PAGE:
But even intermittent use or short-term use of oral steroids during pregnancy, in some studies, has been associated with some increased risk. So because the oral steroids could do it and because sometimes there are some similar effects of the inhaled steroids, it was felt to be particularly important then to look at that outcome in women using inhaled steroids during pregnancy.
However, in spite of these possible associations, because there are substantial risks of severe uncontrolled asthma to both the mother and the baby, benefit-risk considerations still favor the use of oral steroids when necessary to treat severe asthma during pregnancy.
What do these studies offer pregnant women with asthma?
I think they really help the pregnant woman make the right choice in terms of whether she should be treating her asthma or whether she should be so concerned about safety issues for the baby that she shouldn't treat her asthma with the inhaled steroids.
It's a logical concern, but the data all suggest that even when thinking about the baby, the safest approach is to take the medicines because the risk of the uncontrolled asthma appears to be greater than the risk of the medicine. This study just provides additional information to show that the growth of the baby is not affected by the inhaled steroid.
What can women do about nasal symptoms from allergies?
There have been some studies that suggest that the course of the nasal symptoms during pregnancy, which many women have, is similar to the course of the asthma. It seems that, in women who have preexisting nasal symptoms due to allergy, they can either get better or worse, and there appears to be a real concordance between what the nose does and what the chest does in that regard. So part of the comprehensive treatment of the pregnant woman with asthma is doing the best she can with the nasal symptoms.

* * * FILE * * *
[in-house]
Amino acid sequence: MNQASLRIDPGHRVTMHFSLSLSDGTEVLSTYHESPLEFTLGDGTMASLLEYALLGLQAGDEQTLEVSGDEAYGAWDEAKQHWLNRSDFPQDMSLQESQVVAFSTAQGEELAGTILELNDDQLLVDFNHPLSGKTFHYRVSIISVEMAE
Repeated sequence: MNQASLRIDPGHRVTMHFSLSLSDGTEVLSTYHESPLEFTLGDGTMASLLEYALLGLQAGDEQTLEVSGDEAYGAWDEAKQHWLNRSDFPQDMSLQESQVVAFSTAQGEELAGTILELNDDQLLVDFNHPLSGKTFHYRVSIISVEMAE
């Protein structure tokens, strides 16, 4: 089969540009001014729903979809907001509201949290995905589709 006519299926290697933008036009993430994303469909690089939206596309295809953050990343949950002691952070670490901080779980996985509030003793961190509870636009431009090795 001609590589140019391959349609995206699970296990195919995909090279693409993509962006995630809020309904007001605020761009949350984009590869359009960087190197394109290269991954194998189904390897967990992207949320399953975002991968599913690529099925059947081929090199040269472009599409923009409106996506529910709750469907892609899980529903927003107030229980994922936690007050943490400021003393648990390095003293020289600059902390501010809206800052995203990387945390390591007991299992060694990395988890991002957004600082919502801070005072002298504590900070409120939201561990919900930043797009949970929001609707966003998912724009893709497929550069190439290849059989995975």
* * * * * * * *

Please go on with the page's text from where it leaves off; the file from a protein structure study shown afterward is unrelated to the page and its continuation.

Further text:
The inhaled steroids come in an intranasal form as well and, for nasal allergies, the intranasal steroids are really the most effective single medicine.
Is it OK to use antihistamines or decongestants during pregnancy?
This gets into an area that one never has quite as much information as one would like. With the antihistamines and decongestants, it's not an absolutely clear picture. But there are data from the Swedish Medical Birth Registry suggesting that a couple of the commonly used but somewhat newer antihistamines (loratadine or cetirizine) were used by a relatively large number of women and that did not appear to be associated with any problems. So that's reassuring information.
The decongestant pseudoephedrine has been used for a long time. And there's a little bit of question as to whether there may be some increased risk of a very rare birth defect. We're actually advising people not to take it during the first trimester just in case; that's something that there needs to be more information about.
What is your advice to pregnant women with asthma?
The advice is to get it optimally treated and to work with a provider who understands asthma. There are two basic approaches that are both important in optimizing the mother's health. First identify and avoid triggering factors that can worsen asthma; particularly dust mites, animal dander or mold. And then, since, most patients with persistent asthma can't avoid enough of the triggering factors to have that suffice, to be on appropriate therapy. This is important because of their health and because there are risks from uncontrolled asthma to the baby's health. Our study adds strength to the safety profile of the inhaled steroids, which are clearly the most effective preventative medicine relative to asthma.
Christine Haran has been a health journalist for more than seven years, and her work has appeared in Woman's Day, MAMM Magazine, Bride's Magazine, Publishers Weekly and other publications. In 2003, she received an Excellence in Women's Health Research Journalism Award from the Society for Women's Health Research. Haran has a master's degree in journalism from New York University and a bachelor's degree in English from Skidmore College.
Copyright © Christine Haran. Permission to republish granted to Pregnancy.org, LLC.